Judge and Jury: Dulwich High School is still the same school by any other name - A PR face lift and name change are not enough to fix some schools, says Dick Davidson, joint director, Independent Schools Information Service (ISIS)

You can’t help but feel sorry for Dulwich High School for Boys. Formerly known as William Penn School, this south London comprehensive is the first state school to discover that a name change and an expensive PR makeover won’t save a school that has already gone past the point of no return, in both numbers and reputation.

You can’t help but feel sorry for Dulwich High School for Boys.

Formerly known as William Penn School, this south London comprehensive

is the first state school to discover that a name change and an

expensive PR makeover won’t save a school that has already gone past the

point of no return, in both numbers and reputation.



The pounds 25,000 Southwark Council paid to Shandwick may not seem much

in commercial PR terms, but to a school, it’s a small fortune - half the

price of the new computer network Dulwich High also got in the 1996

’relaunch’.



But did anybody really think that the new name would cause some of the

lustre of the nearby, independent, Dulwich College - alma mater of Bank

of England governor Eddie George - to rub off on its down-at-heel

neighbour?



When, however, poor old Dulwich High enters the dinosaureum of redundant

schools, it will find itself in upmarket company. Quite a number of the

independent schools which have closed for good in the last decade have

done so in spite of a last-minute burst of frantic and fruitless PR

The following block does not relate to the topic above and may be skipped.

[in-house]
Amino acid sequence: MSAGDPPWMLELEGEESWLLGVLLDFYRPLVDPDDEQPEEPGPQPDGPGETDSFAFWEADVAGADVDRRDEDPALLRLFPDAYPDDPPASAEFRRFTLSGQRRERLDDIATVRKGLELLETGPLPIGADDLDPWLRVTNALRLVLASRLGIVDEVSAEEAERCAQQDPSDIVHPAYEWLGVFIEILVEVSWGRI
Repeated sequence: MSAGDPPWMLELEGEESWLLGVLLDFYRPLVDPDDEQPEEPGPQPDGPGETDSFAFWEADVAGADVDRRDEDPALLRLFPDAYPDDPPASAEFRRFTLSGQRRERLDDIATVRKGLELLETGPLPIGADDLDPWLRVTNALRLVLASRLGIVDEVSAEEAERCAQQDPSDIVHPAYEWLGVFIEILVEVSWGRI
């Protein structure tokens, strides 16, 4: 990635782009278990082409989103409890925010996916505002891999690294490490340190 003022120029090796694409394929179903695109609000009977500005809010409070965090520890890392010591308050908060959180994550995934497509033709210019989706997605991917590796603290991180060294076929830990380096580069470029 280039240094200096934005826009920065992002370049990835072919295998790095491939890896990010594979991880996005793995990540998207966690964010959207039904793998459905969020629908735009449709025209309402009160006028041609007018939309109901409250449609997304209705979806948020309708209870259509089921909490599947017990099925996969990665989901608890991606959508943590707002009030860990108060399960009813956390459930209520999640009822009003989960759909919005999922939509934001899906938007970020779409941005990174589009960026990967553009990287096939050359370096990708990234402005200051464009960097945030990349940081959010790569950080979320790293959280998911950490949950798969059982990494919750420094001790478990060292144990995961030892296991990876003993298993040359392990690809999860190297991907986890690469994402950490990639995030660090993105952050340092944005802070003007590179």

activity.



For some school governors, only when all else has failed is PR the magic

wand which will transform everything. Too late, too late.



The reason why even good, successful schools - state and independent -

should take PR seriously is because its focus must primarily be on

parents.



In the independent sector, we know from our own research that for the

vast majority of prospective parents, the most important thing about a

school is its reputation. And the most effective mediators of that

reputation are its current parents: 40 per cent of parents make their

final choice of school because of what other parents tell them about

it.



The inescapable implication for all schools is that every member of

staff has a PR responsibility. I wouldn’t have wanted to be the PR

consultant who told the battered, demoralised staff of Dulwich High that

how they handled the remnants of 5Z who weren’t bunking off on a Friday

afternoon had implications for the school’s PR, but it’s true.



And the effect that all the PR activities schools undertake - media

relations, newsletters, performances, community activities - has on the

morale of current parents is just as important as their direct impact on

the surrounding community. As one school press officer put it to me

recently: ’It’s all about managing the chatter.’



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